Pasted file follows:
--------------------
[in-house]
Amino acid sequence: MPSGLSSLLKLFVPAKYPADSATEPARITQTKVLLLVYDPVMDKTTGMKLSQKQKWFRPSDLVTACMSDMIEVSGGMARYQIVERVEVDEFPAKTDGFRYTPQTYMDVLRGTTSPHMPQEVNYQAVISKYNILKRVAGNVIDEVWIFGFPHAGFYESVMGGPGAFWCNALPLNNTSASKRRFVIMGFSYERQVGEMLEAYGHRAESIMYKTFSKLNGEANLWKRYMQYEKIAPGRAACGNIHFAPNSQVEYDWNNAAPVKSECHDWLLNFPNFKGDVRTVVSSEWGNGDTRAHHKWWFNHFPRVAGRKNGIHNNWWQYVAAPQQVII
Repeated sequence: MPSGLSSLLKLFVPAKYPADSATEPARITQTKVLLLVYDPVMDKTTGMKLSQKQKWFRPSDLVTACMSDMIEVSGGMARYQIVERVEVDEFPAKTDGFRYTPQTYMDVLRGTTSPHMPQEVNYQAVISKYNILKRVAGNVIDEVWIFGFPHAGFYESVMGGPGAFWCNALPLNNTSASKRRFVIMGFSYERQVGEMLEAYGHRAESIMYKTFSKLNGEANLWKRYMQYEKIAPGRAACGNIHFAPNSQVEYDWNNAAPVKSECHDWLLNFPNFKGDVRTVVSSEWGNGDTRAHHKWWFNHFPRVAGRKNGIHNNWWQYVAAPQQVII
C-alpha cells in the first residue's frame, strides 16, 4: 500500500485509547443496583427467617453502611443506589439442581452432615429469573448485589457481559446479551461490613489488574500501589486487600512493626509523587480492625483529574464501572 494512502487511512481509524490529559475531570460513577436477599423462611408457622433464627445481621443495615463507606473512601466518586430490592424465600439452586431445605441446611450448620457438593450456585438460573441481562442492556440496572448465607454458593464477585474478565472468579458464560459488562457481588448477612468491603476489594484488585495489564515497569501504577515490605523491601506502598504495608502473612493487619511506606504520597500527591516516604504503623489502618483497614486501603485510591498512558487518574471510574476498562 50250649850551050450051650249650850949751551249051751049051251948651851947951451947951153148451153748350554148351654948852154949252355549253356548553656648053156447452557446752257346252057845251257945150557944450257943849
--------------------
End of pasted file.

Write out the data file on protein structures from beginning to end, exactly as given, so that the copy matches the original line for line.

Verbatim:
[in-house]
Amino acid sequence: MPSGLSSLLKLFVPAKYPADSATEPARITQTKVLLLVYDPVMDKTTGMKLSQKQKWFRPSDLVTACMSDMIEVSGGMARYQIVERVEVDEFPAKTDGFRYTPQTYMDVLRGTTSPHMPQEVNYQAVISKYNILKRVAGNVIDEVWIFGFPHAGFYESVMGGPGAFWCNALPLNNTSASKRRFVIMGFSYERQVGEMLEAYGHRAESIMYKTFSKLNGEANLWKRYMQYEKIAPGRAACGNIHFAPNSQVEYDWNNAAPVKSECHDWLLNFPNFKGDVRTVVSSEWGNGDTRAHHKWWFNHFPRVAGRKNGIHNNWWQYVAAPQQVII
Repeated sequence: MPSGLSSLLKLFVPAKYPADSATEPARITQTKVLLLVYDPVMDKTTGMKLSQKQKWFRPSDLVTACMSDMIEVSGGMARYQIVERVEVDEFPAKTDGFRYTPQTYMDVLRGTTSPHMPQEVNYQAVISKYNILKRVAGNVIDEVWIFGFPHAGFYESVMGGPGAFWCNALPLNNTSASKRRFVIMGFSYERQVGEMLEAYGHRAESIMYKTFSKLNGEANLWKRYMQYEKIAPGRAACGNIHFAPNSQVEYDWNNAAPVKSECHDWLLNFPNFKGDVRTVVSSEWGNGDTRAHHKWWFNHFPRVAGRKNGIHNNWWQYVAAPQQVII
C-alpha cells in the first residue's frame, strides 16, 4: 500500500485509547443496583427467617453502611443506589439442581452432615429469573448485589457481559446479551461490613489488574500501589486487600512493626509523587480492625483529574464501572 494512502487511512481509524490529559475531570460513577436477599423462611408457622433464627445481621443495615463507606473512601466518586430490592424465600439452586431445605441446611450448620457438593450456585438460573441481562442492556440496572448465607454458593464477585474478565472468579458464560459488562457481588448477612468491603476489594484488585495489564515497569501504577515490605523491601506502598504495608502473612493487619511506606504520597500527591516516604504503623489502618483497614486501603485510591498512558487518574471510574476498562 50250649850551050450051650249650850949751551249051751049051251948651851947951451947951153148451153748350554148351654948852154949252355549253356548553656648053156447452557446752257346252057845251257945150557944450257943849